Herb Jaffe: Conversion to Article 82 is vital to Sun City’s financial future

Imagine some Fortune 500 corporation being automatically dissolved because of a law that says its life span must end at 50 years. Well, that’s what has come to light for a handful of homeowner associations in and around Summerlin due to a statute enacted many years ago by the Legislature.

By far the largest HOA to feel the effects of this law is the Sun City Summerlin Community Association Inc., which came into being June 22, 1989. Under the law, which is commonly referred to as Article 81 of the Nevada Revised Statutes, the corporate status of Sun City Summerlin will cease June 22, 2039.

That’s not all. Amendments to the law during the 2015 legislative session impose a business tax on all Article 81 corporations that produce $4 million or more in gross revenue. Sun City, with 7,778 housing units, far surpasses that with an annual budget that exceeds $15 million.

But Sun City is a nonprofit corporation without stock. You might ask, Why should it be required to pay the newly imposed tax, which comes to $15,000 for the first year and would be expected to grow annually thereafter?

“Makes no difference,” says Ken Resnik. Ellen Bachman agrees. Both are lawyers and members of the Sun City Board of Directors. Resnik, a retired judge, is also the board’s treasurer and chairman of the Finance Committee. Bachman is the board’s secretary and chairs the Legal Committee.

So what’s really going on here? And what about corporations such as Sun City, which would cease to exist after 50 years?

“As I understand it, this tax came into being to help the state balance its budget,” Resnik said. John Leach of Leach Johnson Song and Gruchow, the law firm that represents Sun City, reasoned that the state simply created a business tax two years ago to produce more revenue, and it used the Article 81 statute as its lever.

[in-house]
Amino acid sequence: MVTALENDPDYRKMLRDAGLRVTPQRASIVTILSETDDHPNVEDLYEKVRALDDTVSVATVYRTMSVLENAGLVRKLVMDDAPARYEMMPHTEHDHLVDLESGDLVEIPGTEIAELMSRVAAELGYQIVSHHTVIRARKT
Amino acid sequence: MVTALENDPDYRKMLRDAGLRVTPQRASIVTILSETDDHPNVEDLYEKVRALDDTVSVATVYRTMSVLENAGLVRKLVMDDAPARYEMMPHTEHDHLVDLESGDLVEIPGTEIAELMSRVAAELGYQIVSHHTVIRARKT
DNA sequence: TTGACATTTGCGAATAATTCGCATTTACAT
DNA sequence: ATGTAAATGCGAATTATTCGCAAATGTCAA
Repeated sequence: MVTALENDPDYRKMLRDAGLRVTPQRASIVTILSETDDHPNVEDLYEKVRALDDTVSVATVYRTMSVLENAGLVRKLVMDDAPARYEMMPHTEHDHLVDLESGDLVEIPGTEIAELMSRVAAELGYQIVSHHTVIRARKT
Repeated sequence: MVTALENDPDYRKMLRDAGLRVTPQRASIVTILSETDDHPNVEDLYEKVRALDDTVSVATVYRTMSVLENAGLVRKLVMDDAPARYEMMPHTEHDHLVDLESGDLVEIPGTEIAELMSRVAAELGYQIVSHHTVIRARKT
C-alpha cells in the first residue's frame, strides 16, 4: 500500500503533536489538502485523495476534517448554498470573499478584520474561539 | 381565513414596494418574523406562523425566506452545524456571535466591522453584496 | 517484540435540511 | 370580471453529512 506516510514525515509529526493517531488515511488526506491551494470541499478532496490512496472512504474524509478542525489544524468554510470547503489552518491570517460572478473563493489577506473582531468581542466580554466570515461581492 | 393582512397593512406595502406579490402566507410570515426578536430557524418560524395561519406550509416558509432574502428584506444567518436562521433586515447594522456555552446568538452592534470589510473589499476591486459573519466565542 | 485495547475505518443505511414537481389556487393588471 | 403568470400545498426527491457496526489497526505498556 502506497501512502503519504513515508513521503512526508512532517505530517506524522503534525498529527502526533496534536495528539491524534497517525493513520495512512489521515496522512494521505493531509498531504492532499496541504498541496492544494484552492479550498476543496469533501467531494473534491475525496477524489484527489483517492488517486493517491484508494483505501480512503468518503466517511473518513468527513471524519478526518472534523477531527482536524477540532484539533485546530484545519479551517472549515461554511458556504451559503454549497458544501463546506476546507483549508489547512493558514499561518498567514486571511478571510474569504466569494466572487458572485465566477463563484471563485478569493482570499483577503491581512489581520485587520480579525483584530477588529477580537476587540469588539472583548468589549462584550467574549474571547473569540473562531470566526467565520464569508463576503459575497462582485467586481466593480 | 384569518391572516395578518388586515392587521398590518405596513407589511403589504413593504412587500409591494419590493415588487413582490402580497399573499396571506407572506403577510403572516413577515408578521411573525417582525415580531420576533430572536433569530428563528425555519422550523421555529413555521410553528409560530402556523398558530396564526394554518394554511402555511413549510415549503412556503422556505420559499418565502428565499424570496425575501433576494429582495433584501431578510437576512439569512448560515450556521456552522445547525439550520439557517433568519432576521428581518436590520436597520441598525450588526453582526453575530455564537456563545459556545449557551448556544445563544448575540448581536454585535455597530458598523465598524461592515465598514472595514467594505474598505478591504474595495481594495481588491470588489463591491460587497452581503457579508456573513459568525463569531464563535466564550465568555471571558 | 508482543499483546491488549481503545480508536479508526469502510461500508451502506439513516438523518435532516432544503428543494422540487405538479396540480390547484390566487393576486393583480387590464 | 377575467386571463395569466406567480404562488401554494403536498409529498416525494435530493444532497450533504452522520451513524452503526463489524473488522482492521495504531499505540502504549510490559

It was the business-tax amendments to the law that opened the Sun City Board of Directors’ eyes to the fact that corporations formed under Article 81 automatically cease to exist after turning 50.

“Many of the HOAs in the valley were created under Article 81,” Leach said. “That was the standard at the time.”

Adding to Sun City’s dilemma are 38 sub-associations within the community.

“Each is a separate nonprofit corporation, ranging in size from a handful of housing units to more than a hundred,” Resnik said. “None of them produce anywhere near $4 million in revenue. So they won’t have to pay the tax, but these corporations also will cease to exist at age 50 if we don’t correct the situation.”

Bachman explained that the answer to the Article 81 dilemma lies in Article 82, a statute that also has been on the books for many years.

“When the Legislature amended Article 81 two years ago, it exempted Article 82 from the tax,” Bachman said. She reasoned that by converting its status to a nonprofit Article 82 corporation, Sun City would not be required to pay the tax. Moreover, its corporate life, and similarly the corporate lives of the 38 sub-associations, would remain undisturbed in perpetuity.

“Therefore, we have notified all homeowners in Sun City of a ballot they will receive in the April edition of our community publication, the ‘Link’, asking them to vote in favor of converting our homeowners association to an NRS Article 82 corporation,” Resnik said.

A letter sent to all Sun City homeowners said the changes have been “recommended by our legal counsel, our accounting manager, our executive director and was unanimously approved by your board of directors.”

The letter then emphasizes that the plan to convert to Article 82 must be affirmed by a majority of the community’s homeowners. That means “at least 3,890 owners must vote in favor of the plan,” the letter says, again stressing the significance of an affirmative vote.

Herb Jaffe was an op-ed columnist and investigative reporter for most of his 39 years at the Star-Ledger of Newark, New Jersey. His most recent novel, “Double Play,” is now available. Contact him at hjaffe@cox.net.